Mozambique seeks end to war, president tells U.S.congressmen

November 17, 1990|By Jerelyn Eddings | Jerelyn Eddings,Johannesburg Bureau of The Sun

JOHANNESBURG — JOHANNESBURG, South Africa -- President Joaquim Chissano of Mozambique told a U.S. congressional delegation yesterday that he was anxious to reach a cease-fire agreement with anti-government rebels so that his war-torn country could begin to mend itself, the delegation leader reported.

Sen. Barbara A. Mikulski, D-Md., led the delegation that met with Mr. Chissano in Maputo, the capital of Mozambique, during a half-day trip.

"He was frustrated that peace talks have been moving so slowly," Senator Mikulski said in Johannesburg. "He wants to get on with the constitutional changes."

Mozambique, one of the poorest countries in the world, has been shifting its economy from Marxist policies toward a more free-market system. This year, Mr. Chissano's Mozambique Liberation Front, known by the acronym FRELIMO, also decided to adopt a new constitution allowing for free elections and a multiparty political system.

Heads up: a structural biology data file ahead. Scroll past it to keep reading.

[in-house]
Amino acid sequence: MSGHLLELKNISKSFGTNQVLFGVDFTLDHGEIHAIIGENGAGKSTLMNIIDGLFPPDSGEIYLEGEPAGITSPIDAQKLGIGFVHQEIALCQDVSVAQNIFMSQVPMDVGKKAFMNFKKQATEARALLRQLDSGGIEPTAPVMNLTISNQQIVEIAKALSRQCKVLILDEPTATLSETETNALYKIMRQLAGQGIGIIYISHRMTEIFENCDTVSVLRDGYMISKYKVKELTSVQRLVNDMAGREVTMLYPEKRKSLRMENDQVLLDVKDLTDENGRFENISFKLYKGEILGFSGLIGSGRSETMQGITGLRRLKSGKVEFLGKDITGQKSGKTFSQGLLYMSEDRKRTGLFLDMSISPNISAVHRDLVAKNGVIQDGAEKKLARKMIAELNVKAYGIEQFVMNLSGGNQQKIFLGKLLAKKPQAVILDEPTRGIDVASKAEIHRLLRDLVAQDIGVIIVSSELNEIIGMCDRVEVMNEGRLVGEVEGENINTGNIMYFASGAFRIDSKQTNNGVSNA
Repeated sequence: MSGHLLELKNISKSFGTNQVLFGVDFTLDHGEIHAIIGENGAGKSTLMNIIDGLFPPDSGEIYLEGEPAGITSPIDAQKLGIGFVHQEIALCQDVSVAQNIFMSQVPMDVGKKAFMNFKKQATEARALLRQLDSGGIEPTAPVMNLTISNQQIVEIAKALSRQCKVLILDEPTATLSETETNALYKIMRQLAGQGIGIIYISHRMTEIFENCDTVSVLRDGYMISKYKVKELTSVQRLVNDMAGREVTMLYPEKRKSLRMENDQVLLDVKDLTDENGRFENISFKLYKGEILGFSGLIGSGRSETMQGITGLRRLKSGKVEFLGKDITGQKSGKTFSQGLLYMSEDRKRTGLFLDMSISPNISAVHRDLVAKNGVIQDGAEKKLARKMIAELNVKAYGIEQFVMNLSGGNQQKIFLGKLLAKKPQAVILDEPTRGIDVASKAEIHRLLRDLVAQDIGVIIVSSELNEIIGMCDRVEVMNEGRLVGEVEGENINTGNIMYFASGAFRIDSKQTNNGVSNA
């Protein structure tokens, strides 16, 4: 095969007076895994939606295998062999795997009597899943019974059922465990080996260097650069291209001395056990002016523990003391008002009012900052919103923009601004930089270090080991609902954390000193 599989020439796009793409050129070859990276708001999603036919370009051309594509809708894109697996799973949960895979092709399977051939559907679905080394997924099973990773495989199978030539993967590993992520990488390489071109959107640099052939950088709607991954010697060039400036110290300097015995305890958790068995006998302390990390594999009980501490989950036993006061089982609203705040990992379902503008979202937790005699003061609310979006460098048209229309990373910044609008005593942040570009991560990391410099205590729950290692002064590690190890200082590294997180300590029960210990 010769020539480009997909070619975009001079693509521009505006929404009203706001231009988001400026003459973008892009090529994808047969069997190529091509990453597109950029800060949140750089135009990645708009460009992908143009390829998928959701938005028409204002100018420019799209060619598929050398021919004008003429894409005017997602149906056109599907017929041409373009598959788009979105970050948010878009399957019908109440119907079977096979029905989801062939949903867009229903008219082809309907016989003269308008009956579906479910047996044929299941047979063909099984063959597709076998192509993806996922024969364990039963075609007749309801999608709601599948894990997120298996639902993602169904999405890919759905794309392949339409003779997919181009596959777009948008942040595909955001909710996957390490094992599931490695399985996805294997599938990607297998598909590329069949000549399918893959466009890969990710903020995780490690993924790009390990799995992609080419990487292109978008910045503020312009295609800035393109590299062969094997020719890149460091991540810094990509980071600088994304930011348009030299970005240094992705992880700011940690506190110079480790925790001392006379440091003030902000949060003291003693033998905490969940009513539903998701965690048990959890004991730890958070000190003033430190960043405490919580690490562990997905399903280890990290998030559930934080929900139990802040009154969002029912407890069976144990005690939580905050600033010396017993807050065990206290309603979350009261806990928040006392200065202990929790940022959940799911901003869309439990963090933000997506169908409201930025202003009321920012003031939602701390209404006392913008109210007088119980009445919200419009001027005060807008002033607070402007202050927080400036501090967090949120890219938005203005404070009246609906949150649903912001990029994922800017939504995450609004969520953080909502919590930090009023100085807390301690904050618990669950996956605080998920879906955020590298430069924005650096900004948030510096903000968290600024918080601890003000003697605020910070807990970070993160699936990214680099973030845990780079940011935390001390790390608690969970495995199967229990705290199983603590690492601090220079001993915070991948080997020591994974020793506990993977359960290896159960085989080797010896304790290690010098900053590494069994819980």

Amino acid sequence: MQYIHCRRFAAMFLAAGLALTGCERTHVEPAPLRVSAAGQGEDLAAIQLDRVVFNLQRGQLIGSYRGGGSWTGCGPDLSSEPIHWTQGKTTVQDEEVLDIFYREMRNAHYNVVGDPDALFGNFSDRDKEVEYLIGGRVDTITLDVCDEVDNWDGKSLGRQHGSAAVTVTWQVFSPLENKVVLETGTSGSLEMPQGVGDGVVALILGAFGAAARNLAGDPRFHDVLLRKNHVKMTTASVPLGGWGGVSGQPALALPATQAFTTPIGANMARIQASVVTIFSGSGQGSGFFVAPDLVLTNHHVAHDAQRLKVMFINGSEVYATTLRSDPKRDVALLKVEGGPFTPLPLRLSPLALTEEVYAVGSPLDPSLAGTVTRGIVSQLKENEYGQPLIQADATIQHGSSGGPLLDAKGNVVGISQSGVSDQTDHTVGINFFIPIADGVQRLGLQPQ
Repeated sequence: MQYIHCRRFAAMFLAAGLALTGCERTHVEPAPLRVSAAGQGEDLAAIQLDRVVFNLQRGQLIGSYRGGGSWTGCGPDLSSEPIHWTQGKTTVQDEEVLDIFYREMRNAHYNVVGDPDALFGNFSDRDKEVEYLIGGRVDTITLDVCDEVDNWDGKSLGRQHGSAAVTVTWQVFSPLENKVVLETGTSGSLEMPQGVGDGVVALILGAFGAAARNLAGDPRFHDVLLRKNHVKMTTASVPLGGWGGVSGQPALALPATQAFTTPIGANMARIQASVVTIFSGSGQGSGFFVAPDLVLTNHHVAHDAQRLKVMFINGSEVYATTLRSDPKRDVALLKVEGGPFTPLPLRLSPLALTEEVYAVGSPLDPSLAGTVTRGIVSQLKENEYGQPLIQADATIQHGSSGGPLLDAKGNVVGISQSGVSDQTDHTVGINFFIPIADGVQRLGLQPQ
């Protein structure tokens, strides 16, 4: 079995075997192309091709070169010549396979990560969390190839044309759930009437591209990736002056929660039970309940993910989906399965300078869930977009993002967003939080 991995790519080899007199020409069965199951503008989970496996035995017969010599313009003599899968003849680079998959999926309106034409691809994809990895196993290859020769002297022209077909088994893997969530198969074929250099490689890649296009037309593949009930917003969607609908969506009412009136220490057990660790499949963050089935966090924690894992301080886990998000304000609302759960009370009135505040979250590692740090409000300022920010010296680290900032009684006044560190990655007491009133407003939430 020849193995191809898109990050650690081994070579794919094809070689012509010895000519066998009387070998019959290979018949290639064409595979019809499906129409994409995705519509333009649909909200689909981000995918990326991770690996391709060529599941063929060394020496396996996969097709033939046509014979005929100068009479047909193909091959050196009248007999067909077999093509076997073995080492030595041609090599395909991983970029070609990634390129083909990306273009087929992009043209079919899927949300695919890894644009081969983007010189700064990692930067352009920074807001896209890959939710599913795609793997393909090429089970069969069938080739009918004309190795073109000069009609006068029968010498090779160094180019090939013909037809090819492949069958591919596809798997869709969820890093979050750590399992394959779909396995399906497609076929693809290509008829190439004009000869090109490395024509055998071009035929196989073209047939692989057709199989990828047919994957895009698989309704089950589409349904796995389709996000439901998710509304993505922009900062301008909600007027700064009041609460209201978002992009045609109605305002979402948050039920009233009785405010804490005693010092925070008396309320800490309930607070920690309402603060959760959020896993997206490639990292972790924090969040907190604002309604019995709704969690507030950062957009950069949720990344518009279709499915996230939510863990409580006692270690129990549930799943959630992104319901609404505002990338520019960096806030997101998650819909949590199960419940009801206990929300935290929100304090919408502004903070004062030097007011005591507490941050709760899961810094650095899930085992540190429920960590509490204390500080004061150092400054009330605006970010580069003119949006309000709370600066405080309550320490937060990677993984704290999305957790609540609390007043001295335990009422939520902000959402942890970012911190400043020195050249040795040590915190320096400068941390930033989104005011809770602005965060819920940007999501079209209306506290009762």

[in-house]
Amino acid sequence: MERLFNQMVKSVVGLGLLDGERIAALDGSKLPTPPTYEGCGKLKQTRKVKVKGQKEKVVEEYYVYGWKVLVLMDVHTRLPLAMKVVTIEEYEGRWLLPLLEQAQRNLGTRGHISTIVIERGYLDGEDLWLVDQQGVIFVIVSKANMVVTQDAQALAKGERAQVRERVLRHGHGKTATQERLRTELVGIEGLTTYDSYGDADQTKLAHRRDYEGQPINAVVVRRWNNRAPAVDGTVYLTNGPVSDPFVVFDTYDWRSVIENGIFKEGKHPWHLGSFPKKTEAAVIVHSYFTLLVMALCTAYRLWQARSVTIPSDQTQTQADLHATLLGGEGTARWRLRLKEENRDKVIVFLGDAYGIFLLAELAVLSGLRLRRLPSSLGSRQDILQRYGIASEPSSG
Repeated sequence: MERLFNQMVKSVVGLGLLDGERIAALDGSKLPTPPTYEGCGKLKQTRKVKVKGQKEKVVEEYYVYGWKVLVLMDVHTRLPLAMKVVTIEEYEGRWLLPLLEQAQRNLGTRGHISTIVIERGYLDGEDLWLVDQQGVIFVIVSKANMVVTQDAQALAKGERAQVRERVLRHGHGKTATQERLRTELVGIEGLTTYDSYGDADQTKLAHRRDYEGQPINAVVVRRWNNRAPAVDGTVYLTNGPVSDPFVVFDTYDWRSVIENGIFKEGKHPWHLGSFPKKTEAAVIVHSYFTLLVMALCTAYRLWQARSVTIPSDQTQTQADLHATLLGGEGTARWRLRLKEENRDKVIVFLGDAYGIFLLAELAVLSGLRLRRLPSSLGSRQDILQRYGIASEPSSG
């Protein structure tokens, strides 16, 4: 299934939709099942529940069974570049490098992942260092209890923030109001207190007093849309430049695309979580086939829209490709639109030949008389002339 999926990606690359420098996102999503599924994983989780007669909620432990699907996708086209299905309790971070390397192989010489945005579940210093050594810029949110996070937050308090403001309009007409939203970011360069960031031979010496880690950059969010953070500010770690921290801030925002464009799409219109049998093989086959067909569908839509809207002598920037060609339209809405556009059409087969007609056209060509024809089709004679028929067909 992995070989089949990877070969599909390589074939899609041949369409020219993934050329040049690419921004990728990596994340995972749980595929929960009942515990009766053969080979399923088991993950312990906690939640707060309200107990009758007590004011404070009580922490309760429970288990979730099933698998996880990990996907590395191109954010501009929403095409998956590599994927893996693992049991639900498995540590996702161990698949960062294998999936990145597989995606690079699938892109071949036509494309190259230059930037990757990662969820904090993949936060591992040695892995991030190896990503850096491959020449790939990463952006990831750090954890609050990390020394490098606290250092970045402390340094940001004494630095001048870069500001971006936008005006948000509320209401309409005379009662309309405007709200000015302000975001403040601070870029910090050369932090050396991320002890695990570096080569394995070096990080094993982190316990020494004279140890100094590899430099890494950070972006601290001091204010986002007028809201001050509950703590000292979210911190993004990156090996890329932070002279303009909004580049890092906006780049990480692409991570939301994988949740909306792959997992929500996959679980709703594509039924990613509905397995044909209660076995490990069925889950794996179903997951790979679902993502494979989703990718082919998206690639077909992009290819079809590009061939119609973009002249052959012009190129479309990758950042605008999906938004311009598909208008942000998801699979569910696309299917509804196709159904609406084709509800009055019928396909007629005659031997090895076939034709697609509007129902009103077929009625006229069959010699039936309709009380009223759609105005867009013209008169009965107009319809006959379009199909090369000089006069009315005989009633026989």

The government also has held several meetings in Rome this year with the rebel group known as the Mozambique National Resistance or RENAMO, its Portuguese acronym. The rebel group, once funded by South Africa, has been at war since Mozambique gained its independence from Portugal in 1975.

Senator Mikulski, on her first visit to Africa, said the meeting with Mr. Chissano was "positive and productive." The trip was part of a six-nation African tour by the delegation, which included members of the Senate Appropriations Committee, the House Select Committee on Hunger and the House Intelligence Committee.

The six-nation tour was headed by Sen. Patrick J. Leahy, D-Vt., chairman of the appropriations panel's Subcommittee on Foreign Operations, which allocates foreign aid.

The delegation also visited Kenya, Uganda, Botswana and Zimbabwe.

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